The Ghana Statistical Service (GSS) has stated that it is the only agency responsible for computing Gross Domestic Product (GDP) in the country.
It said the 5.8 per cent GDP growth rate quoted by President Mr John Agyekum Kufuor in his sessional address, and subsequently by the minister for finance and economic planning in the budget statement and economic policy of the Government, was supplied by the service and was a true reflection of the GDP growth rate for last year.
“We want to inform the general public that GDP figures for Ghana are produced solely by the Ghana Statistical Service and given to any institution or individual on request,” said the deputy government statistician, Professor Nicholas N. N. Nsowah-Nuamah, in an interview yesterday.
The Government's figure of 5.8 per cent GDP growth rate has been challenged by some people in society, notably Mr Moses Asaga, the minority spokesperson on finance, who argued that 5.4 percent should be the ideal figure.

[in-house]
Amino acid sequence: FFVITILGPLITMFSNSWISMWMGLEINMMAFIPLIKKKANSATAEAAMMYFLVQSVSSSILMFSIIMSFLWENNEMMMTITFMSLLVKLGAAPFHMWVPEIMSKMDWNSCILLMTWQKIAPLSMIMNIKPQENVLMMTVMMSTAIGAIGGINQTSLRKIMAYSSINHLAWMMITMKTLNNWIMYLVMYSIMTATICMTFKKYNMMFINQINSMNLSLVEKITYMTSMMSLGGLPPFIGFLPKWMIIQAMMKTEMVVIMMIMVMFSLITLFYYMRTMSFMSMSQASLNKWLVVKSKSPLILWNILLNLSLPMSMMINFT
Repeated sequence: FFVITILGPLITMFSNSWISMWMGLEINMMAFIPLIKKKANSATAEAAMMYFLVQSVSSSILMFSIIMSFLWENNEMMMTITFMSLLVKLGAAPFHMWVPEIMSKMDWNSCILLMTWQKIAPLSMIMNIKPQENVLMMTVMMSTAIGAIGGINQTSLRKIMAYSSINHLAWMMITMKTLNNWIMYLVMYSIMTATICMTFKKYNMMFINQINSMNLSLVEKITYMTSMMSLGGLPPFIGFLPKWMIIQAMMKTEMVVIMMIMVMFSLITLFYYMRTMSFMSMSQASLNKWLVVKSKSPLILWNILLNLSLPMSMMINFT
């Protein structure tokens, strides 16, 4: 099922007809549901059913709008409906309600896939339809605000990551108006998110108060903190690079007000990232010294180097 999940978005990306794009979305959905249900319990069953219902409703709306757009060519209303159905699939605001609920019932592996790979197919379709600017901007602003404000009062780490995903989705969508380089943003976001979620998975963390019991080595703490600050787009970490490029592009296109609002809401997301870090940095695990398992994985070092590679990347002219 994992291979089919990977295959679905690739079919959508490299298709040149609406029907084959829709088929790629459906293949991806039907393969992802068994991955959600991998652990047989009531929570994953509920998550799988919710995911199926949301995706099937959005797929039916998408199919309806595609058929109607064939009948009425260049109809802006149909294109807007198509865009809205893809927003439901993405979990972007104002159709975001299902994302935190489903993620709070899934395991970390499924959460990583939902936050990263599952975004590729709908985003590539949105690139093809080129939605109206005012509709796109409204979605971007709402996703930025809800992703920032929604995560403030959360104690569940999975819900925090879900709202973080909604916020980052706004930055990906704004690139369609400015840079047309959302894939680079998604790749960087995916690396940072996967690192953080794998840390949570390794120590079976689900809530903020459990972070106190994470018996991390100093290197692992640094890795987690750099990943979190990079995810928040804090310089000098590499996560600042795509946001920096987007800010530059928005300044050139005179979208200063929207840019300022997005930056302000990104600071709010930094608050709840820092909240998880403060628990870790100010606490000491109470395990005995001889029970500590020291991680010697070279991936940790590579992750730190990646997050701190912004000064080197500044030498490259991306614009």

Prof. Nsowah-Nuamah explained that though the figure of 5.8 per cent was provisional, since it took account of indicators up to the third quarter and used the results to project for the last quarter, the practice was the standard methodology that had been used for so many years in the country and the world.
He said although the figure was amenable to change, any deviation would be insignificant.
“This is the practice all over the world. It is not possible to get all the information needed for the computation just at the end of the year.” he said.
Prof Nsowah-Nuamah said what went into the basket for computing GDP were so varied that it was very difficult, if not impossible, for an individual to collect, collate and accurately compute the figure, adding that not even the Bank of Ghana had the capacity to compute the GDP figure.
This assertion has been confirmed by Dr Mahamadu Bawumia of the Bank of Ghana, who stated at the ISSER-Merchant Bank Development seminar on public policy and financial markets last week that the bank, like any other institution, was a consumer of such data as generated by the GSS, which had the statutory mandate to do so.
Prof. Nsowah-Nuamah stated that the surprise performance of the economy was probably the result of the higher than expected growth in the cocoa sector which registered 29.9 per cent growth, against a projected 16 per cent.